As for the exact shades, the pink areas tend to be mid-toned, warm, and slightly earthy. With the green, you usually find hues ranging from light pistachio to a deeper forest. The colors of the veins vary, though they are typically deeper colors.
In most cases, unakite tends to be opaque. However, the stone’s hardness makes it ideal for polishing, creating a lovely, glossy finish.
The History of Unakite
Unakite was first discovered in the Unaka Mountains in the United States in the mid-1870s. The first person to describe the stone was Frank Bradley, a geologist with East Tennessee State University.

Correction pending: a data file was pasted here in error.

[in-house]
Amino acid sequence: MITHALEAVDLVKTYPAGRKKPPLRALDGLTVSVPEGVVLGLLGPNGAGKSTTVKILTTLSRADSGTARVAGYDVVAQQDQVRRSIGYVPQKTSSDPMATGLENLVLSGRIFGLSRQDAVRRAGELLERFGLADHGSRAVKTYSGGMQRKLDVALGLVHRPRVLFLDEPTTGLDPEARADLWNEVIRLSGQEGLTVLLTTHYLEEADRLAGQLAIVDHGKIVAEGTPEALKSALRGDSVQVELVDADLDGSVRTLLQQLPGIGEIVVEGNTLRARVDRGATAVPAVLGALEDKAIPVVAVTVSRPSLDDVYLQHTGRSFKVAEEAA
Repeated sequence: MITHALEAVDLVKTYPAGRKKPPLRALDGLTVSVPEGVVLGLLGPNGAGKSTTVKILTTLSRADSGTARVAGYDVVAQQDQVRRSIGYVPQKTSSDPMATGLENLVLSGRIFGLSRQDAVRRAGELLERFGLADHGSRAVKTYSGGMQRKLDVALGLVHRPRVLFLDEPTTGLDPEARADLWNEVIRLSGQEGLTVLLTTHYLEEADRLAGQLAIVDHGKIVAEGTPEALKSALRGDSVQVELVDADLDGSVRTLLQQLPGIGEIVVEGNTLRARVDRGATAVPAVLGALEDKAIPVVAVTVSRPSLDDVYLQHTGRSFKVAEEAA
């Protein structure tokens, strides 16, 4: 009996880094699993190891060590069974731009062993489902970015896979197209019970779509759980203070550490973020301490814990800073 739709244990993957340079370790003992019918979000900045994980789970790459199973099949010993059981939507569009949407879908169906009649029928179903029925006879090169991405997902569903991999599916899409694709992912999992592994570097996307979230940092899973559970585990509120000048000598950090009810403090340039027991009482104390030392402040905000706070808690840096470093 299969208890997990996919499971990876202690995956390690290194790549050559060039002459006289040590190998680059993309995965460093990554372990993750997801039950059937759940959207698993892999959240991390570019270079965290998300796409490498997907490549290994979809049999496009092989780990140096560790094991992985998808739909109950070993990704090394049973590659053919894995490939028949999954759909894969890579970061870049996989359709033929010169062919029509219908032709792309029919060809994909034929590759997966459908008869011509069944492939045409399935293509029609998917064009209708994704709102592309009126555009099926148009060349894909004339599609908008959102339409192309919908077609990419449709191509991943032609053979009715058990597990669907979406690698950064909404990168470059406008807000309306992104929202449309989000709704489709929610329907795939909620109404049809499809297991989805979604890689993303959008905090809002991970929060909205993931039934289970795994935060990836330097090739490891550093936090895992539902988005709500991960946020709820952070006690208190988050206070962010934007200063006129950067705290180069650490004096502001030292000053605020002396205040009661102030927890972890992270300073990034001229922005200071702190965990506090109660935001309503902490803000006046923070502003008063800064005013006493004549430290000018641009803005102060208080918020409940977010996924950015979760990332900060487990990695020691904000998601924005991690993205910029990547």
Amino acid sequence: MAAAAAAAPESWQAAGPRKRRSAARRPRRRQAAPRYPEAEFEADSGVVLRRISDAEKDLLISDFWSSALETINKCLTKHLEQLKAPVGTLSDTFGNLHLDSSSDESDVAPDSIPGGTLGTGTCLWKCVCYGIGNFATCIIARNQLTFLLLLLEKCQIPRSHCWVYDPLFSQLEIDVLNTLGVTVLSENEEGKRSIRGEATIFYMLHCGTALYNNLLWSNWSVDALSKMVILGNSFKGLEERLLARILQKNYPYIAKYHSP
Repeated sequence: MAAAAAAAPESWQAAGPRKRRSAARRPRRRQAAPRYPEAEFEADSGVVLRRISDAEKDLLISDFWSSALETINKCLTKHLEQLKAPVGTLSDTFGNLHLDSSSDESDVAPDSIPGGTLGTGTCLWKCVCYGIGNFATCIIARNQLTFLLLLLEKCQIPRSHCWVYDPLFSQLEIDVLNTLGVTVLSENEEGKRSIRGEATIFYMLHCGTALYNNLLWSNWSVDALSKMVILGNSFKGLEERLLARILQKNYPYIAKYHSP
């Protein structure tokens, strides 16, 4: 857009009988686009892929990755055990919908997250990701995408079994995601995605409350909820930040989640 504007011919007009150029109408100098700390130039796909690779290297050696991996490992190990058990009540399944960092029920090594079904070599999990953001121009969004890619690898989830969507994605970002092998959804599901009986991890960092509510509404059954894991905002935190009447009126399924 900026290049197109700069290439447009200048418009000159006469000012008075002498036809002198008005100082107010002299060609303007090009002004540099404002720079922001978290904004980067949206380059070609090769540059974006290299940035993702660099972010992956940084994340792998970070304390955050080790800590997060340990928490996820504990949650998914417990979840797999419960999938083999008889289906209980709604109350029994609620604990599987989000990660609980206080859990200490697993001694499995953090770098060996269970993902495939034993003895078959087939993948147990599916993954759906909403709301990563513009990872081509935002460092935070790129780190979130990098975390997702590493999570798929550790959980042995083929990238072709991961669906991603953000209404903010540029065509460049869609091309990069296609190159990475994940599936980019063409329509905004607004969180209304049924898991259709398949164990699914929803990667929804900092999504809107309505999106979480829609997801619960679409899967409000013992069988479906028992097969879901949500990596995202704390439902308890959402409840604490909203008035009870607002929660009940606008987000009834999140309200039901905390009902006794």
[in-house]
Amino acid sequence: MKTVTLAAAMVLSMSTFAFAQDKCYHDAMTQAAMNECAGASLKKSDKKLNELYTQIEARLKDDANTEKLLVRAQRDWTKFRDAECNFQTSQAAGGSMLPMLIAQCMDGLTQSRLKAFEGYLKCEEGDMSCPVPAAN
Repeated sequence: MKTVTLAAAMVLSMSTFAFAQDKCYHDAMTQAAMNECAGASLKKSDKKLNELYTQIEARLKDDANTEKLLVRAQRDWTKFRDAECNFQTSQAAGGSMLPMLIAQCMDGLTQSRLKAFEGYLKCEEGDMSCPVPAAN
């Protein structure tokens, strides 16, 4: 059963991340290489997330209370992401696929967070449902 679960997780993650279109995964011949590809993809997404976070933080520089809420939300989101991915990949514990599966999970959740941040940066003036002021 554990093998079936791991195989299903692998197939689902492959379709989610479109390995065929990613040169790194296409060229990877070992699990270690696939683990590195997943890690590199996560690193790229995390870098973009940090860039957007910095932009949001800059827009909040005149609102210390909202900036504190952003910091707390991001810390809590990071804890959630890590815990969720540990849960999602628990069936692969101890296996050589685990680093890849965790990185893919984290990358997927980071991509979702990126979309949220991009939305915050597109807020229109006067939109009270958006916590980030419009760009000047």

If you wonder, “What is unakite used for typically?” the stone is mainly used for ornamental purposes. Unakite jewelry is one popular option. Additionally, it’s a favorite for gemstone eggs and carvings.
There are some instances where unakite was used as an architectural feature. For example, large slabs of unakite have been turned into floor tiles, window sills, stair treads, and even table or counter surfaces. In fact, the stone was chosen to create the trim on the front steps of the Smithsonian National Museum of Natural History, as well as for a landing at the museum’s south entrance.
Aside from ornamental and architectural uses, unakite has also been turned into construction aggregate. Once crushed, the resulting material is useful as drainage stone, gravel road surface, fill, and more.